Adblock Plus and (a little) more

How many hacks does it take to make your extension install without a restart? · 2010-09-10 15:50 by Wladimir Palant

Dave Townsend did some really great work on the add-on manager recently, he managed to completely rewrite the old crappy backend code and replace it with something far more sane. Along the way a new feature was added: starting with Firefox 4 some add-ons should be able to opt-in and install/uninstall without requiring a browser restart. This feature was primarily meant for JetPack-built extensions but is generally open to all other extensions as well. I tried enabling this feature for Adblock Plus and found that there is an awful number of catches attached to it. I wrote these down, might save somebody else’s time:

  • Catch 1: No XPCOM components. What you get is a single JavaScript file (bootstrap.js) that will run when your extension needs to initialize itself or shut itself down. Solution: move all global code you might have into JavaScript modules, load these modules from the bootstrap script and register XPCOM components dynamically. Do Components.manager.QueryInterface(Ci.nsIComponentRegistrar) and call registerFactory() the required number of times.
  • Catch 2: You are responsible for shutting down any code you are running. If your extension is uninstalled or disabled you will be notified, the rest (unregistering components, removing observers and cleaning out any other traces your extension left in the application) is up to you. Solution: write more code, test carefully.
  • Catch 3: There is no way to unload JavaScript modules once they are loaded (bug 564674). That means that you cannot properly clean up — on an update the new extension version will try to load the modules and will get the old ones that are still there. And: no, randomizing the URL you pass to Components.utils.import() will not work because modules are cached by canonical file name rather then their URL. Solution: adapt your build scripts to ensure that the modules directory gets a different name for each build.
  • Catch 4: No default preferences (bug 564675). Solution: do not use default preferences. Just assume that any preference value might be missing and fall back to a hardcoded default value then.
  • Catch 5: You cannot use the chrome:// protocol for your extension because your chrome.manifest will be ignored. And there isn’t a way to add new chrome “domains” dynamically either (bug 564667). Which makes opening custom dialogs rather hard, in particular XUL can now only be used if its source is associated with the system principal. Solution: create your own protocol similar to chrome:// and make sure to assign the system principal to all channels (luckily, nsIScriptSecurityManager.getSystemPrincipal() became scriptable a few days ago — but you can also create an instance of the “;1” component).
  • Catch 6: You cannot load DTD files from your custom protocol because the XML parser only accepts the chrome:// protocol. Yes, it is hardcoded and there is absolutely nothing you can do about it. Solution: modify your protocol implementation to inline any external DTD files, this will work.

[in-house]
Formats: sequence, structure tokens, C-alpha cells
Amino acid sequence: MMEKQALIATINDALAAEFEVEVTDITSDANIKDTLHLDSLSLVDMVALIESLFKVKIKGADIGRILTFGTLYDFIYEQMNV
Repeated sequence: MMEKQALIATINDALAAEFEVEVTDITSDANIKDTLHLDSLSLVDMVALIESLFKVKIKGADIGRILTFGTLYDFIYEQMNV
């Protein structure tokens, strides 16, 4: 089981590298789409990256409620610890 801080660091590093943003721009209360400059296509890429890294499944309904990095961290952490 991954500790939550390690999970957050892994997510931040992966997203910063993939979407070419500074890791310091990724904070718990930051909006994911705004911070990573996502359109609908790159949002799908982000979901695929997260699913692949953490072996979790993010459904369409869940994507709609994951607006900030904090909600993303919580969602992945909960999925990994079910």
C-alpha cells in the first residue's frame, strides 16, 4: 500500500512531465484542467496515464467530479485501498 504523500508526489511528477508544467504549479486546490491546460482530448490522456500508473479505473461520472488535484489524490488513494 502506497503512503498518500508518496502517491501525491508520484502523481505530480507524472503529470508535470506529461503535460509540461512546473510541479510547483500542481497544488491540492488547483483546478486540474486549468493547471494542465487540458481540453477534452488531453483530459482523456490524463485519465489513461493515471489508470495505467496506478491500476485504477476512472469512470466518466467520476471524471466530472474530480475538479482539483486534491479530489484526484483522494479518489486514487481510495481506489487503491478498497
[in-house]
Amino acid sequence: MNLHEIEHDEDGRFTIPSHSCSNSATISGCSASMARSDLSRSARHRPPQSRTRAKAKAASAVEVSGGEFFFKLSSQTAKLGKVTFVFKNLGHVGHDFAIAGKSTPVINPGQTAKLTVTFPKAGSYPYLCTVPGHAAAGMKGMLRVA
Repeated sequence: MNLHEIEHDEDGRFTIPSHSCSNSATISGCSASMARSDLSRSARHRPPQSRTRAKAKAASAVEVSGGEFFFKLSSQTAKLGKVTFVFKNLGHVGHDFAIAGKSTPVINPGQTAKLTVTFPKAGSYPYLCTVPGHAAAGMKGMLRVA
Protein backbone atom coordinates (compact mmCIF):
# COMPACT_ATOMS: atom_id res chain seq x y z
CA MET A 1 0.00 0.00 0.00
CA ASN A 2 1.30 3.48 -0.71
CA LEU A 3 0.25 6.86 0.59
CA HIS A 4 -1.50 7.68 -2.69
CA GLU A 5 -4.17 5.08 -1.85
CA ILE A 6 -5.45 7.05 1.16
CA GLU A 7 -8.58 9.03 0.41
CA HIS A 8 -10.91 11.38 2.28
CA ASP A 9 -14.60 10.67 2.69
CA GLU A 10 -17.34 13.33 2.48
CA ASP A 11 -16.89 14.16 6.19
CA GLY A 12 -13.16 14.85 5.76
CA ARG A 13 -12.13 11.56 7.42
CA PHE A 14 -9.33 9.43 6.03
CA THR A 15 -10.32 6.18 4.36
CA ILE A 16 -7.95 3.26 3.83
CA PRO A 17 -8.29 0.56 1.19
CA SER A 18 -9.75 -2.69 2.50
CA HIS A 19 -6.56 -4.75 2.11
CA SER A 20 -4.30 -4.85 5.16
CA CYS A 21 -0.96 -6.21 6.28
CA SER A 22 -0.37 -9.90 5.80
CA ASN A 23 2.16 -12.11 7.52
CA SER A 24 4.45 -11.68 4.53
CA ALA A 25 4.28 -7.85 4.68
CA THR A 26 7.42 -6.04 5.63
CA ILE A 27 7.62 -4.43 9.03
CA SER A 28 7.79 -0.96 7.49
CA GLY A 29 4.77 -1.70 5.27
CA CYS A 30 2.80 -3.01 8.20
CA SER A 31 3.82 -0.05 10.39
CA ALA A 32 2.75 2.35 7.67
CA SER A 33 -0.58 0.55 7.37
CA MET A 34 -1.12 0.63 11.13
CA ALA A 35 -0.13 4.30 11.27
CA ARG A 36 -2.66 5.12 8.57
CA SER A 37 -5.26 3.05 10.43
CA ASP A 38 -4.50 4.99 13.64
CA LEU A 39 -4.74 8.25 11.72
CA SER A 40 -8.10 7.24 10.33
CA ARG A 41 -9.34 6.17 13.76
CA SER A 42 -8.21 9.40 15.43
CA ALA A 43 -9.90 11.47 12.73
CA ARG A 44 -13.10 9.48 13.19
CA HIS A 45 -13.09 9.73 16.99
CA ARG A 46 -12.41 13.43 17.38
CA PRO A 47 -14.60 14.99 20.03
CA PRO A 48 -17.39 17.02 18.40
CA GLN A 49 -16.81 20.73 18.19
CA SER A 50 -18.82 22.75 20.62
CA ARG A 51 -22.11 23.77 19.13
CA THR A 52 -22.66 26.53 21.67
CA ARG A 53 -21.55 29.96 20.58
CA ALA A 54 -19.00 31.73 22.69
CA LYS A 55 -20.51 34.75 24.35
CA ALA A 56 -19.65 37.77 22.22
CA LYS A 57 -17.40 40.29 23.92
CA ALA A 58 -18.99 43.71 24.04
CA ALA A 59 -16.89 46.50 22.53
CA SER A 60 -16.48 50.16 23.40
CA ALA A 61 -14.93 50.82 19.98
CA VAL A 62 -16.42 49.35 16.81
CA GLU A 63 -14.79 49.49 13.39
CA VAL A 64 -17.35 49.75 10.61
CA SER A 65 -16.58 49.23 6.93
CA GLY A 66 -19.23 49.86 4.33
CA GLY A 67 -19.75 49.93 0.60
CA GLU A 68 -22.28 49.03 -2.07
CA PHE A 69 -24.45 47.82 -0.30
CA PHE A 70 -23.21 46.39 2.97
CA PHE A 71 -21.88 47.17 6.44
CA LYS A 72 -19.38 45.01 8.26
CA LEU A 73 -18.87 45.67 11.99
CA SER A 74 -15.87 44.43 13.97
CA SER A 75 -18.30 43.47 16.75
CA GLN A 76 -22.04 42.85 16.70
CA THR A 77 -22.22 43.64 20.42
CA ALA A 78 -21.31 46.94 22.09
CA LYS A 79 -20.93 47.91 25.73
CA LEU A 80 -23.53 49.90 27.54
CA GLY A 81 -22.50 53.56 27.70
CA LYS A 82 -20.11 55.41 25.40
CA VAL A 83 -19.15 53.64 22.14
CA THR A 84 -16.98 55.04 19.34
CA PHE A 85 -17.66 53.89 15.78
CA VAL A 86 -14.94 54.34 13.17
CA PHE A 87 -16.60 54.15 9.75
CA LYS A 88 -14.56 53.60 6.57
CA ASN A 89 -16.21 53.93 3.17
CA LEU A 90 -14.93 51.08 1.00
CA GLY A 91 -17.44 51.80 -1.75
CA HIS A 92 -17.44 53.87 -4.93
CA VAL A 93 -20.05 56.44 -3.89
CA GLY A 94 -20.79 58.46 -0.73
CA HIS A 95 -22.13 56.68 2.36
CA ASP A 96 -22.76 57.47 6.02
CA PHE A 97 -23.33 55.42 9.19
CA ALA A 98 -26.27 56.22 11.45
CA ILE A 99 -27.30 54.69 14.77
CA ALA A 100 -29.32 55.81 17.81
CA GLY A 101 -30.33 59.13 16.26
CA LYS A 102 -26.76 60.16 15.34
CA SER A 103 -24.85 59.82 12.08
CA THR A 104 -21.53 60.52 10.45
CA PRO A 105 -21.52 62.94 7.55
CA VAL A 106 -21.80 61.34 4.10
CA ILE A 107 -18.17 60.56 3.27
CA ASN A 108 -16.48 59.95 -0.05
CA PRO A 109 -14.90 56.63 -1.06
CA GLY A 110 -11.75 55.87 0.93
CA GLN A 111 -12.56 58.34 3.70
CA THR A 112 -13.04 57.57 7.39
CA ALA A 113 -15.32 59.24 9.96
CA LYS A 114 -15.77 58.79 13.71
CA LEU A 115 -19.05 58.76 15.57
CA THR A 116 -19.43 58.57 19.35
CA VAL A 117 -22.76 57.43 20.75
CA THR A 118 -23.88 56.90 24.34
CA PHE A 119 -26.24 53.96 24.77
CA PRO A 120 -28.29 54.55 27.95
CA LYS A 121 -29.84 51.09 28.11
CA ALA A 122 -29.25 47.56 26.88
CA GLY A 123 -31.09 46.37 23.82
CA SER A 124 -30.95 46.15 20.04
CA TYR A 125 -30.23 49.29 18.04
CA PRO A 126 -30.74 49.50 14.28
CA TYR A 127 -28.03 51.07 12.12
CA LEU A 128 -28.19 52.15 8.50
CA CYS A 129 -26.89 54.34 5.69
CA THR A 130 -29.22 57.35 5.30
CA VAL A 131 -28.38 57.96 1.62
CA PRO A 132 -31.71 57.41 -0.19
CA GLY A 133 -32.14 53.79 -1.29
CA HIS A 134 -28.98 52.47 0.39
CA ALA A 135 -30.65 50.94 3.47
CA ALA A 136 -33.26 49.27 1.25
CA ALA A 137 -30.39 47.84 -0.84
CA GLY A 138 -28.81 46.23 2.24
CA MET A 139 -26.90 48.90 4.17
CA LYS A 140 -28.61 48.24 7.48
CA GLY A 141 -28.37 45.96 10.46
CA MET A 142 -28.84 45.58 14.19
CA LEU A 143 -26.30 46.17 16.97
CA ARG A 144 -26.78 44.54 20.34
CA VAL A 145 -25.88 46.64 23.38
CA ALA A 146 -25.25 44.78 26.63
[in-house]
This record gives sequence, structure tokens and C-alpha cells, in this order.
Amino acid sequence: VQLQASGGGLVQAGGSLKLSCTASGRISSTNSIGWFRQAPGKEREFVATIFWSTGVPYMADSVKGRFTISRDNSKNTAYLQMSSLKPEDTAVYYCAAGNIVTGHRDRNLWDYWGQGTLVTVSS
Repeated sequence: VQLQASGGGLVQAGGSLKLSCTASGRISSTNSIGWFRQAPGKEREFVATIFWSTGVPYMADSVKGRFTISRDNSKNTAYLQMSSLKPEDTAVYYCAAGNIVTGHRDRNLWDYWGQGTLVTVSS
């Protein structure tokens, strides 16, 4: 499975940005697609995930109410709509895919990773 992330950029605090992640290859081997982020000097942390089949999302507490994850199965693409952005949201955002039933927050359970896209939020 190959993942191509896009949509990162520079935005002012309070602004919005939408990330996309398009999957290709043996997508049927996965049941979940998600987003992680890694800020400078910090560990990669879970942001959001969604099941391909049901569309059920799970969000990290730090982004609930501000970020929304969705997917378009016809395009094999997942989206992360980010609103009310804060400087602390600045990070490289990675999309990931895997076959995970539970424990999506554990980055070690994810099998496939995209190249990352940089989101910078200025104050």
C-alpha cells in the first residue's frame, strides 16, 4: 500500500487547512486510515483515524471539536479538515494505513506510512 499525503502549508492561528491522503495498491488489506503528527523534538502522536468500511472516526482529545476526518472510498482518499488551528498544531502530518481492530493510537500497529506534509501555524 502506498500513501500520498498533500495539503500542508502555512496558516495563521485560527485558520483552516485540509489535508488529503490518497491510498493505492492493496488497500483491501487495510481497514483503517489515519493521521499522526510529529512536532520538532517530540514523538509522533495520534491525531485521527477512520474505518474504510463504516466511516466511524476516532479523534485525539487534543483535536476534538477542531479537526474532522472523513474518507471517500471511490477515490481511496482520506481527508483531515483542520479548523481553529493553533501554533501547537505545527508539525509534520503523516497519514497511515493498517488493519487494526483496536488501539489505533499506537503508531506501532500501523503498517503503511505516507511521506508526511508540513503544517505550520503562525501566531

• Catch 6.5 (Added: 2010-09-11): The new add-on manager (the one coming for Firefox 4, not the one in Firefox 3.6) doesn’t like non-chrome protocols all too much. Extension icons will not display at all. Options and About dialogs will open yet not as real dialogs but as pages inside a new browser window. Of course it looks ugly then and things like automatic window sizing won’t work. For this one, there are even two solutions. First: forget about it, let’s hope that users will find your extension’s preferences even without add-on manager integration. Second: find the hardcoded check for “chrome” in add-on manager code and replace it by checking URI_IS_LOCAL_RESOURCE protocol flag. Shouldn’t be too hard, might even make it into Firefox 4 still.
  • Catch 7: Opening a new dialog works now but you still need to overlay the browser window somehow. Overlay definitions in chrome.manifest are ignored and manipulating the overlays table dynamically isn’t possible. Solution: register an observer with nsIWindowWatcher.registerNotification() to get notified whenever a new window opens, use document.loadOverlay() to apply overlays dynamically.
  • Catch 8: document.loadOverlay() will not work if a previous overlay load didn’t finish yet (bug 330458). So if a different extension also tries to apply its overlays dynamically and gets there first you are out of luck. No, you cannot detect this condition — only the one who called document.loadOverlay() has an observer. Solution: according to the bug report there is an exception, so if that exception is thrown you can wait a little and start another attempt. Might be however that the exception is asynchronous — then you will always have to wait a little, then check whether your overlay got applied. If not — start another attempt.